- Ramsey bids for continued foundation role
- Board OK’s Ramsey’s resignation
- Trustees deciding Ramsey’s fate in private
- Board of Trustees meeting rescheduled for Wednesday
- Debate on Confederate monument re-location begins
- Ramsey’s fate to be decided Tuesday
- Trustees will accept Ramsey’s resignation, students convince board to postpone tuition increase
- Brief: Trustees hastily call meeting, will discuss budget
- Renovation uncovers asbestos, university fined
- Q & A: Crystian Wiltshire, Louisville’s own Romeo
It takes the ‘Ville to change it: Community activist talks alternatives tin Louisville’s quest to eliminate violence
By Wes Kerrick–
By time it began, only four of 200 chairs were occupied.
A small crowd’s power to transform communities and eliminate a culture of urban violence was the Rev. Alvin Herring’s theme last Thursday when the former U of L dean of students spoke. By 7 p.m., about 35 people had arrived in the Miller Information Technology Center’s Bigelow Hall. In attendance was Steve Conrad, chief of the Louisville Metro Police Department.
Herring surveyed the empty chairs. “It’s not about the numbers, it’s about the power that’s generated…. You could have a thousand people and no power.” Born in Louisville, Herring is a community organizer. He now leads the Working Interfaith Network in Baton Rouge, La. Sponsored by the Office of the Vice Provost for Diversity and International Affairs, the event was called, “It Takes the Ville to Change It.”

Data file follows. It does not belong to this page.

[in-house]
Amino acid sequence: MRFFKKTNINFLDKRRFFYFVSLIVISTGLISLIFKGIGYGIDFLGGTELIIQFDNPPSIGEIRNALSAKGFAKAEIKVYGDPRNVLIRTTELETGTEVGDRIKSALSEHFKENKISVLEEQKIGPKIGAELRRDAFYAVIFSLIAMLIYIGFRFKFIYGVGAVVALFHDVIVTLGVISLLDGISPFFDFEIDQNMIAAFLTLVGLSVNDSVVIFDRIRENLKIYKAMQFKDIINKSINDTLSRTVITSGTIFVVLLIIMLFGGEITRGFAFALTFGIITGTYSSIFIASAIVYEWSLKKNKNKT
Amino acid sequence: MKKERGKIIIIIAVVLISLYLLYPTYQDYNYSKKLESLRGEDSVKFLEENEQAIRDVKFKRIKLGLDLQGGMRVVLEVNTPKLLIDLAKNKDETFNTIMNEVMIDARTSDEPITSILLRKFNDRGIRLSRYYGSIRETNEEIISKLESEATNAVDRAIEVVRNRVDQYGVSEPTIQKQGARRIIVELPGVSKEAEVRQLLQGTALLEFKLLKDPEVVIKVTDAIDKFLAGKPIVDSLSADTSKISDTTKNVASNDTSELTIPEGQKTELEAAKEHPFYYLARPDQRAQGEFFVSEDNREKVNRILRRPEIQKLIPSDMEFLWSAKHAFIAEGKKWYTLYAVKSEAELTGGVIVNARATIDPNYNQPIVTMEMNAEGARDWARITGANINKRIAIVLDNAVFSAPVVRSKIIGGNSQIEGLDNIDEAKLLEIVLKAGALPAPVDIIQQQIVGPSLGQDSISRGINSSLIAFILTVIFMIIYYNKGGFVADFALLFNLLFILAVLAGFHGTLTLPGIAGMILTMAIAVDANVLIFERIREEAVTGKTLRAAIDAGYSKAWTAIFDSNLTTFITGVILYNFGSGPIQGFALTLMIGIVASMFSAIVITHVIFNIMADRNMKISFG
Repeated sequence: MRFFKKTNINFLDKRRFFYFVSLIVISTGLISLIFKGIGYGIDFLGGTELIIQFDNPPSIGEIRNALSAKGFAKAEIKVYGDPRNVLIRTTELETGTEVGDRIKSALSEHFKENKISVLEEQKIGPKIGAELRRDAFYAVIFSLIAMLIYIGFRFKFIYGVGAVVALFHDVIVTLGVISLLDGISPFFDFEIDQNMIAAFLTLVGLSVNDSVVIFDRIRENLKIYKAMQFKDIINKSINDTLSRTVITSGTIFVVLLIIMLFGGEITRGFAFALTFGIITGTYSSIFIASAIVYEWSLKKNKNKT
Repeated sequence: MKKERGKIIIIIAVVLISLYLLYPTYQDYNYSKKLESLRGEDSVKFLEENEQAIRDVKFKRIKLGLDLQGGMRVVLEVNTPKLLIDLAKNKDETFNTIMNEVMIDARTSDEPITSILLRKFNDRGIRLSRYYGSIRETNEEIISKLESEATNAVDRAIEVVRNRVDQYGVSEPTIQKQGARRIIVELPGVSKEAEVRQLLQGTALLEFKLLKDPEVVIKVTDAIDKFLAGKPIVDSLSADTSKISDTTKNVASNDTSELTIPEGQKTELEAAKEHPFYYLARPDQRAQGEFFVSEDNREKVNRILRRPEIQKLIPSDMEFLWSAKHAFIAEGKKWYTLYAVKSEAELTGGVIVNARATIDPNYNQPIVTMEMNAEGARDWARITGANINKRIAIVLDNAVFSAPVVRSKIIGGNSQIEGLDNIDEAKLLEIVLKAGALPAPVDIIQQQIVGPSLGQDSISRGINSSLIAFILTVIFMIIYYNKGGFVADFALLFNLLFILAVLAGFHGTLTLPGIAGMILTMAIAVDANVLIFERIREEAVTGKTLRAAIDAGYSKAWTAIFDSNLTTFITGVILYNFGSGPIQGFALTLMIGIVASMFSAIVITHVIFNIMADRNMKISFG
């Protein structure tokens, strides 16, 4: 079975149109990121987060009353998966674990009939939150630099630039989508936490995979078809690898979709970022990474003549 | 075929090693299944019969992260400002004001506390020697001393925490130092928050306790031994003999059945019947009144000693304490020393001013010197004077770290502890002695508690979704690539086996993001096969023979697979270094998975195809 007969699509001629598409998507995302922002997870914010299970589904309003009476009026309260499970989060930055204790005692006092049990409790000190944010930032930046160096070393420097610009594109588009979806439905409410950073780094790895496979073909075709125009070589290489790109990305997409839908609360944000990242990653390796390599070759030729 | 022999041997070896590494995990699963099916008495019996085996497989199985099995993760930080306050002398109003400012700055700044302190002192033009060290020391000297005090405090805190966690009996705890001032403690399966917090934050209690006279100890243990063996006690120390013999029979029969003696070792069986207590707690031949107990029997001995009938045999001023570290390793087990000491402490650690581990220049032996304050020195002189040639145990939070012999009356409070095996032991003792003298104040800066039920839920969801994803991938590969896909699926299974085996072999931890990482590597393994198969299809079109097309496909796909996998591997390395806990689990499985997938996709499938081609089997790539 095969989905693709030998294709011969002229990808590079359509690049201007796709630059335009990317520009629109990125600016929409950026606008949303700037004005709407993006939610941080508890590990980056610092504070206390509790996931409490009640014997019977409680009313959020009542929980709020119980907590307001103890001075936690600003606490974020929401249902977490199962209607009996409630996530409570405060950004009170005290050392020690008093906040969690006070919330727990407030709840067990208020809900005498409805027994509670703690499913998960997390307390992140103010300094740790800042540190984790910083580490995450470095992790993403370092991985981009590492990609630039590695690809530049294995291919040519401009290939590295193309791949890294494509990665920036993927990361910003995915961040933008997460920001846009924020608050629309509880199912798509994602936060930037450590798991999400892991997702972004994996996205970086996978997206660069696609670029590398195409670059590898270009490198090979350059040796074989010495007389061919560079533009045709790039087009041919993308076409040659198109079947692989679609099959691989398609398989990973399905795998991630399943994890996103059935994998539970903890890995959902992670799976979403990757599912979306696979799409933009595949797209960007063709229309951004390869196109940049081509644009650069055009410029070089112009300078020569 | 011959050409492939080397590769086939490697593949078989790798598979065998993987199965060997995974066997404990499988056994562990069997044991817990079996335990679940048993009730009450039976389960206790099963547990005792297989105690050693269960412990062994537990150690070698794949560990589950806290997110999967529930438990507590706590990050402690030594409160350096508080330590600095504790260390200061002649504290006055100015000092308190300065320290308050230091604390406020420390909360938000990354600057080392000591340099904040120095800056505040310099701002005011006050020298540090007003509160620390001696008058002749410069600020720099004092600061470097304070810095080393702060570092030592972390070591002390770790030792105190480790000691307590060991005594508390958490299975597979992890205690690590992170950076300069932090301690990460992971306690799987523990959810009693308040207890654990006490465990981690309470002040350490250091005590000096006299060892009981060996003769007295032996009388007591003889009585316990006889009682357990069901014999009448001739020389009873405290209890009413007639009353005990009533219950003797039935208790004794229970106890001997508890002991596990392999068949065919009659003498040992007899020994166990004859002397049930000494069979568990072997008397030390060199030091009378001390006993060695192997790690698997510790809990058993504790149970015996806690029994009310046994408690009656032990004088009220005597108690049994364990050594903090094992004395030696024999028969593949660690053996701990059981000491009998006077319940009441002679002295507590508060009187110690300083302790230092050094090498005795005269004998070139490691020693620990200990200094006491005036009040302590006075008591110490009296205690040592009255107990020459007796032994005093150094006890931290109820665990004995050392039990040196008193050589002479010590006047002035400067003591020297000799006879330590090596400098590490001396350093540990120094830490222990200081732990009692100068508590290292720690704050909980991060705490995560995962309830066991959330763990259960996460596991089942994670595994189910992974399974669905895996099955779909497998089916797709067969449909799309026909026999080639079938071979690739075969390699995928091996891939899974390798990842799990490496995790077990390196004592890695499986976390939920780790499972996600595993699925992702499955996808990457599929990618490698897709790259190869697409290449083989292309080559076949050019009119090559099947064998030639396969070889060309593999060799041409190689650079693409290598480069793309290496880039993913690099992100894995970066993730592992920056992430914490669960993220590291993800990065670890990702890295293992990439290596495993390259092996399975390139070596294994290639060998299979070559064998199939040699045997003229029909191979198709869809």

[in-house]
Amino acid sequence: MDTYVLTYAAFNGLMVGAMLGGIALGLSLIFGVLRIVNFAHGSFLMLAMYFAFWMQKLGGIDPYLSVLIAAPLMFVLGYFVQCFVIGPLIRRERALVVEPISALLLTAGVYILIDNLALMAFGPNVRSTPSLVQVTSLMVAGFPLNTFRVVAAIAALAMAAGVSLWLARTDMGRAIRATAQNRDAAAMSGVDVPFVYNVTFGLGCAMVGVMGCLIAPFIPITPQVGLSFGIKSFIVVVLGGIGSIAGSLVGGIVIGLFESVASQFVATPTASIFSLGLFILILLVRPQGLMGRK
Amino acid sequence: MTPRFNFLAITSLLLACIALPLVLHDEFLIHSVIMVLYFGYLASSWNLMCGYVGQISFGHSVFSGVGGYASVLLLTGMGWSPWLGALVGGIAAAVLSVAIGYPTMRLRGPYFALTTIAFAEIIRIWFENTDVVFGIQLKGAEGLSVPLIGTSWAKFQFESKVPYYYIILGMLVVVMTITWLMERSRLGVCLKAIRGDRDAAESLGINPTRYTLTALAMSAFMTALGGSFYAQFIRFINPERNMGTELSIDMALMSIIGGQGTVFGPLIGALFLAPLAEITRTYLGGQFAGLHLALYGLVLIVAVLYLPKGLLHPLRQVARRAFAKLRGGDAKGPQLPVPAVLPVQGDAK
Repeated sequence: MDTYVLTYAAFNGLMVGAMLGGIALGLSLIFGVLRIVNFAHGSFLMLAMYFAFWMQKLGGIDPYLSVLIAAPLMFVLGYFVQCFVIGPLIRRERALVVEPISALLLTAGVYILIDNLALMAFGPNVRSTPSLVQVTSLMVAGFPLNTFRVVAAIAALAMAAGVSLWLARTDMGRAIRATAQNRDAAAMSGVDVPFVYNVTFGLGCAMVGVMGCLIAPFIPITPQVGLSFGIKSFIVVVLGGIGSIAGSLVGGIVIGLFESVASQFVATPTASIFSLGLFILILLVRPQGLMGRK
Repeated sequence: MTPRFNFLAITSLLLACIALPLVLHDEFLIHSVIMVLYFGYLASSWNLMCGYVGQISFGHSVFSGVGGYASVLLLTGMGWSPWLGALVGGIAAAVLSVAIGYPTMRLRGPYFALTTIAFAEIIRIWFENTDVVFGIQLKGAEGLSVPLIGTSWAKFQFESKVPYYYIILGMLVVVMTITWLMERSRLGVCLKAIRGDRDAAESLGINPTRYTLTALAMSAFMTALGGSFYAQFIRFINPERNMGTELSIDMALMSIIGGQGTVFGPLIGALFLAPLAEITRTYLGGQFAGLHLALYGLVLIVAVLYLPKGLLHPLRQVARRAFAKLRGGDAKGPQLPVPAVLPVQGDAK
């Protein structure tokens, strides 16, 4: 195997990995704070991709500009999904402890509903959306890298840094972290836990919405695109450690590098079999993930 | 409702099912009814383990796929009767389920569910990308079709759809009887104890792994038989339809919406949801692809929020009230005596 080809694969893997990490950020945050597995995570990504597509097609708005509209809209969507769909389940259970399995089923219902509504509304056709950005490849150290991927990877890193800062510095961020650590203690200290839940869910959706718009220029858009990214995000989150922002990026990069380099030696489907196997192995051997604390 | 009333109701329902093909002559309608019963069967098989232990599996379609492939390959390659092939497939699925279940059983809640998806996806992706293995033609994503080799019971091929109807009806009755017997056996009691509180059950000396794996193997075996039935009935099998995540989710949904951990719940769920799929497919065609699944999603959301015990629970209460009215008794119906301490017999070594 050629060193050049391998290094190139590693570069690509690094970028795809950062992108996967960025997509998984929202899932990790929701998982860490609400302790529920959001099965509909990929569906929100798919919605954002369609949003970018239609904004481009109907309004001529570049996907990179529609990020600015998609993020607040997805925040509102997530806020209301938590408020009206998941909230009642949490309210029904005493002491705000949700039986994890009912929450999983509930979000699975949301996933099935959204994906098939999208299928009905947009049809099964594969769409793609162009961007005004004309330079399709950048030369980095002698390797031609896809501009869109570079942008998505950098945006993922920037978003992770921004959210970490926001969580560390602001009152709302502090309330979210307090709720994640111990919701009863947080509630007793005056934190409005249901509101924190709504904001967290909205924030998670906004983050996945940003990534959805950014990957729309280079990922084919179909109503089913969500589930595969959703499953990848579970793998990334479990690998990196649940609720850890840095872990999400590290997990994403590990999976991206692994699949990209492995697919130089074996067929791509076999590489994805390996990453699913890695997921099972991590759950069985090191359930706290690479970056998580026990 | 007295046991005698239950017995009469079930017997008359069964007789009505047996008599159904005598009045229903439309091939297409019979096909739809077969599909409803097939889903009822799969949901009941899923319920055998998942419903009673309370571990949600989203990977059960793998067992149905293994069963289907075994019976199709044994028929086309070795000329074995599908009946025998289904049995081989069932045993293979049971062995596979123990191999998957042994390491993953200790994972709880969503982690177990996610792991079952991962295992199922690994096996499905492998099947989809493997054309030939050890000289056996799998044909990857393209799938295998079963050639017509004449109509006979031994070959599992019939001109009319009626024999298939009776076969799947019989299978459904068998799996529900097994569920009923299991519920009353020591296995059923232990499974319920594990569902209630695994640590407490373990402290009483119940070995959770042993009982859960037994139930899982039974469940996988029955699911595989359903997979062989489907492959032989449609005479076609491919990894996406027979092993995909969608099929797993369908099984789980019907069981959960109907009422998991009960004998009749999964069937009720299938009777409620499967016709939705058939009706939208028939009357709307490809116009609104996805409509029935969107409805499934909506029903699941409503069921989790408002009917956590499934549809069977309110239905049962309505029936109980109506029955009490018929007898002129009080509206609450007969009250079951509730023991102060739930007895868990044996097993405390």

Herring recalled traveling to Clayton, Ala., when he was seven. “In a very segregated and violent South, my mama took us to a white-only Laundromat.” Herring said the whites’ reaction was terrifying, but one white woman said, “It’s gonna be okay.” That moment defined Herring’s path. “There’s a deep longing alive in each of us for community,” he said.
Periodically, Herring’s volume soared like a preacher’s and a “Yes!” sounded from the audience. Students and faculty, black and white, looked up attentively. Police officers took notes. Herring asked everyone to talk to someone they did not know, then looked around the room. “Race. Age. Gender. It’s mixed up. No one told you to do that. You did that.” Audience members said they enjoyed this. “This is our default,” Herring said.
Herring said tensions exist because people don’t “see” each other. “When black folks really start seeing white folks… there’s great change,” he said. “The beginning place to change our community is to respond with moral outrage.” Instead of complaining, he said, community members should ask themselves, “Whatcha gonna do about it?”
After Herring concluded around 8 p.m., sophomore Chad Caldwell walked to the front. “I want to say thank you.” A political science major who lives in western Louisville, Caldwell said he was impressed that people were discussing solutions to the crime that racks his neighborhood.
“He was able to reach people, to get them inspired,” said physiology major Rashad Mitchell, a Louisville native. “I would like to see some of this come into reality.”
Conrad shares Herring’s vision for engaging the community. “If we want to have those breakthrough kind of changes that can alter the status quo here in Louisville,” he said, “we’re going to have to try some different ideas. And I think this is as great a place to start as any.”
“It’s amazing how God works,” Vice Provost Mordean Taylor-Archer said. “It was the right people here at the right time.”
Herring spent the next hour chatting with attendees over pizza.